Hedge funds are pooled investments, where a number of investors entrust their money to a fund manager, who invests in various traded securities.
Hedge fund managers will use active fund management strategies as they seek to provide positive absolute returns, regardless of overall market movements.
Typical hedge fund trading strategies could include:
- Using debt to leverage (gear up) investments made
- Taking ‘short’ positions in assets, which will provide a positive return if the price falls
- Buying undervalued assets and using arbitrage to ‘lock-in’ profits from a price discrepancy.
- Using high-frequency trading algorithms to execute trades on an automated basis
- Using a combination of derivatives and investments to take complex positions.
What makes a hedge fund different from a mutual fund?
These regulations place necessary constraints on the type of investments they can make, whether the fund can borrow, and how much risk it can take on. This serves to reduce the risk of funds and ensure that their activities can be understood by ordinary investors.
Free from constraints, hedge funds have a much wider array of investment strategies available to them.
This allows them to pursue investment strategies that have the potential to deliver returns that are not correlated to a straightforward investment in the stock market.
This has led many to argue that hedge funds are in fact an asset class in their own right, which produce a different pattern of returns and could help investors diversify their portfolio.
Pension funds and large institutions appear to agree, with such investors accounting for over 25% of the money in hedge funds back in 2016.
Hedge fund risks
With great freedom, comes the potential for higher risk.
Hedge funds tend to borrow money to allow them to take larger positions. Like all forms of financial leverage, this can lead to higher volatility of returns.
When a hedge fund uses complex derivatives to construct its portfolio, it exposes itself to counterparty risk or the risk that the derivatives don’t behave in the manner that was expected.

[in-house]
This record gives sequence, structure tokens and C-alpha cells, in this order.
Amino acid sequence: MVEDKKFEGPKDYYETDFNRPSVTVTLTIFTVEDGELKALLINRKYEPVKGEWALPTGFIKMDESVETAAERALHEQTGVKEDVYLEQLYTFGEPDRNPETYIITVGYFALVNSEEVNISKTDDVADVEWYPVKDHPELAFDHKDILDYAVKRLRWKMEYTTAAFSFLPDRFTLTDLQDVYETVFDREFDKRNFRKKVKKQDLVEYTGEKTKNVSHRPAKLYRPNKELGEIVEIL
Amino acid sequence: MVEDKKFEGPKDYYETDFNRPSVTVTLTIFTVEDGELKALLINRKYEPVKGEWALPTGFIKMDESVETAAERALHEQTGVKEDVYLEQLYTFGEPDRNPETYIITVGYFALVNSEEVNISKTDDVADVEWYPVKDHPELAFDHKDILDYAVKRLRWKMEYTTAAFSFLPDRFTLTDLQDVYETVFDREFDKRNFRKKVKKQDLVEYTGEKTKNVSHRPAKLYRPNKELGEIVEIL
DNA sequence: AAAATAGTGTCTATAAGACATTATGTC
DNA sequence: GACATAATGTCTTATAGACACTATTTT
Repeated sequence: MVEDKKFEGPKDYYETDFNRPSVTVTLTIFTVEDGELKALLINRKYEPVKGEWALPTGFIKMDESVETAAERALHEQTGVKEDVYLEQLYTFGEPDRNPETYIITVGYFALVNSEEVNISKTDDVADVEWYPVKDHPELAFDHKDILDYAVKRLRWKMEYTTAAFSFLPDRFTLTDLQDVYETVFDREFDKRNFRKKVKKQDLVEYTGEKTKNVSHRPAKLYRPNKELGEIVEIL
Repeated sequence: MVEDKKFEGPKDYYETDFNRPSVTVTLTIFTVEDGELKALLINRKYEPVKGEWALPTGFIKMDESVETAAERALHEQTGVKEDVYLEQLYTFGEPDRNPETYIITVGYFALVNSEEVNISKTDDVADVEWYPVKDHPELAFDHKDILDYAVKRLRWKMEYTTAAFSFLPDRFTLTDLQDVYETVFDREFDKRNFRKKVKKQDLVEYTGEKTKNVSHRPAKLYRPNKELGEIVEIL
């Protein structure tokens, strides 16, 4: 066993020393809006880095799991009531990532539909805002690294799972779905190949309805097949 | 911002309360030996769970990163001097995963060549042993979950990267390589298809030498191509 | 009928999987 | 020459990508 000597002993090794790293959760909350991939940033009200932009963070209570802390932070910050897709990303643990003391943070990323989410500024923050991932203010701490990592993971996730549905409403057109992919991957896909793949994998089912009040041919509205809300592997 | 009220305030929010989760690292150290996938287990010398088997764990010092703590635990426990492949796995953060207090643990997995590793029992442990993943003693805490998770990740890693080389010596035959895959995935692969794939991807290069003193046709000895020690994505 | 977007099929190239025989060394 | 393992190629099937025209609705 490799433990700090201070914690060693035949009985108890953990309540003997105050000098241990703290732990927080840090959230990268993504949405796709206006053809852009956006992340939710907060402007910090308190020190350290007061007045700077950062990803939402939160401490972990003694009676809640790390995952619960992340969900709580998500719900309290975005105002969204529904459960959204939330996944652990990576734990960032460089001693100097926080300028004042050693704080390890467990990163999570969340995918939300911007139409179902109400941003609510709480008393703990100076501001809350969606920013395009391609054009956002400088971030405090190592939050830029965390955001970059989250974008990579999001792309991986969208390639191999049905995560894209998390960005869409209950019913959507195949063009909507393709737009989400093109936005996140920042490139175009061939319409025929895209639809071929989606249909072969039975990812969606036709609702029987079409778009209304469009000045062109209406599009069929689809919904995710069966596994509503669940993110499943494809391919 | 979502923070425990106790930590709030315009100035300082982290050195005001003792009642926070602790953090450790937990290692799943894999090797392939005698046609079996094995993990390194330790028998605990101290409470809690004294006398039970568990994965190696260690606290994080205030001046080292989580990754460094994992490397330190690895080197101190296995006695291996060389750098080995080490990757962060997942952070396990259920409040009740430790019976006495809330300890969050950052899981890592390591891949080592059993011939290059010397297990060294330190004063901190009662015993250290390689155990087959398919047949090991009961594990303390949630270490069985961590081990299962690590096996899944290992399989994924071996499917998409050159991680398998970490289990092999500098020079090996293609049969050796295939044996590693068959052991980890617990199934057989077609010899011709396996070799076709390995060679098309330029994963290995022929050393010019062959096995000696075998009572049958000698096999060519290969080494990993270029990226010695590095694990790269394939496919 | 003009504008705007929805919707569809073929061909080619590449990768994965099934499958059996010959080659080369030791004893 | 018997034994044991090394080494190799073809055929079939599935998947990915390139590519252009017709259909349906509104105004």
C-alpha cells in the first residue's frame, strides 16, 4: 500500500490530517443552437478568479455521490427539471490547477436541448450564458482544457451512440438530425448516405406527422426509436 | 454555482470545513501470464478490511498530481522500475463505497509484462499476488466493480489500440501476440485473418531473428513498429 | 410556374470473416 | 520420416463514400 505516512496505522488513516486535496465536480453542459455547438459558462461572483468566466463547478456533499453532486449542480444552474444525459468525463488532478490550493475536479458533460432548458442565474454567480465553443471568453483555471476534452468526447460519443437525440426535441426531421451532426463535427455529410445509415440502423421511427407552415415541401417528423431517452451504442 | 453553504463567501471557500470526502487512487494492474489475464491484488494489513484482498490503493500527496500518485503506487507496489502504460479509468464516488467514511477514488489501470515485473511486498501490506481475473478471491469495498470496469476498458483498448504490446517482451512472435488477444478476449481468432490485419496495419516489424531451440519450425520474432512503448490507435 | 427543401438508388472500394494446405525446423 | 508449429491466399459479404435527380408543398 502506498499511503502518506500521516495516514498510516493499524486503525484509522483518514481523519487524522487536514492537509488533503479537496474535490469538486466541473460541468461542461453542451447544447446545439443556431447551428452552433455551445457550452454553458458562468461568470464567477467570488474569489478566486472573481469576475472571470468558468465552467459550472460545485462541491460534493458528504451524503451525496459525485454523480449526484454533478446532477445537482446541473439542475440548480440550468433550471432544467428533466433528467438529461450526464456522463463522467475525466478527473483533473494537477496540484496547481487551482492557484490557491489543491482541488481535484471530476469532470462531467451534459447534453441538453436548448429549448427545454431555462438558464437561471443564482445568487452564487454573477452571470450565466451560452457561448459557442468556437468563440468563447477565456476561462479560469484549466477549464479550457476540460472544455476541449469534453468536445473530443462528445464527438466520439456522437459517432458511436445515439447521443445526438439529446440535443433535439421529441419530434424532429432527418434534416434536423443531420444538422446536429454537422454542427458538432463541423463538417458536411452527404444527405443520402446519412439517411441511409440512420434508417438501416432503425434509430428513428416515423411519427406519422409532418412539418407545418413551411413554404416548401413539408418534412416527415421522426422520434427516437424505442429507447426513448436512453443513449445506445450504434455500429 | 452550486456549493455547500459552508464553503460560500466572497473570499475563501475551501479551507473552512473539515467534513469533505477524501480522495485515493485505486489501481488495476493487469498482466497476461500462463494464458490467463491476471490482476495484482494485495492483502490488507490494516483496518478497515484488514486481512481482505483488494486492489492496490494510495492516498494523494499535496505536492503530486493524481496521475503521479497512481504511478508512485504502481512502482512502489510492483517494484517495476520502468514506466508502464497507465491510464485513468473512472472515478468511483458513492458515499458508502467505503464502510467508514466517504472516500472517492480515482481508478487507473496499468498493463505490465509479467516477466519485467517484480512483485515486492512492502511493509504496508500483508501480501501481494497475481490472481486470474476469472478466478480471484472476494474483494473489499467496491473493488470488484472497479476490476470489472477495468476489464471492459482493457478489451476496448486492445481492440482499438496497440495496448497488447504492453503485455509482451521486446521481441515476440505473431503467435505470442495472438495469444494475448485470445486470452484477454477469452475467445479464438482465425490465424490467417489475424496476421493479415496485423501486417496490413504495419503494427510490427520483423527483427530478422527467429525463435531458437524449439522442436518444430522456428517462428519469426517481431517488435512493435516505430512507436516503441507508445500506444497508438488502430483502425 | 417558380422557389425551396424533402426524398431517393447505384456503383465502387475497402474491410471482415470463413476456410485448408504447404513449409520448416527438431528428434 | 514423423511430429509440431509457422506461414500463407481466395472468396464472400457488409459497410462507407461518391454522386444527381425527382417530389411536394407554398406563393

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Capital is at risk.
These two possibilities can be summarised as follows: hedge funds have the potential to surprise investors.
That could be a pleasant surprise or a not-so-pleasant one. In 2012, a study showed that only 1/10 hedge funds managed to beat the S&P US stock market index. Underperformance and disappointment is a commonly raised complaint, and partially this is due to the high fees that hedge fund managers pay themselves.
The costs of investing in a hedge fund
This brings us to the topic of high investing costs. Hedge funds have attained mythical status. Their exclusivity and good PR has allowed them to charge much higher fees than actively managed mutual funds.
But when hedge fund managers can earn in excess of $1 billion in fees per year, you have to wonder if this is at the expense of investor returns.
The traditional hedge fund fee is 2% of assets plus 20% of any out-performance of the benchmark. This performance-based fee is quite unique to hedge funds and can act as a major drag on performance, particularly in choppy markets.
If a fund doubles in value in year 1, then halves in value in year 2, you’d expect to be back where you started. Only with a 2%/20% model, you will have handed over a sizeable fee in year 1, which wouldn’t have been returned in year 2!
If the hedge fund manager only earns his performance fee if their fund is in the top half of funds, this could encourage them to take more risk when the fund is underperforming.
Can I invest in a hedge fund?
Hedge funds tend to have high minimum investments (for example, £100,000 – £1m) which takes them out of the reach of most investor wallets or purses.
They’re also restricted to sophisticated investors, and therefore you may not be permitted to invest if you were new or inexperienced to investing.
That being said, it’s possible to invest in a unit trust or mutual fund which in turn, invests in hedge funds. This can provide broad access to this asset class, whilst side-stepping the hurdles for direct investment.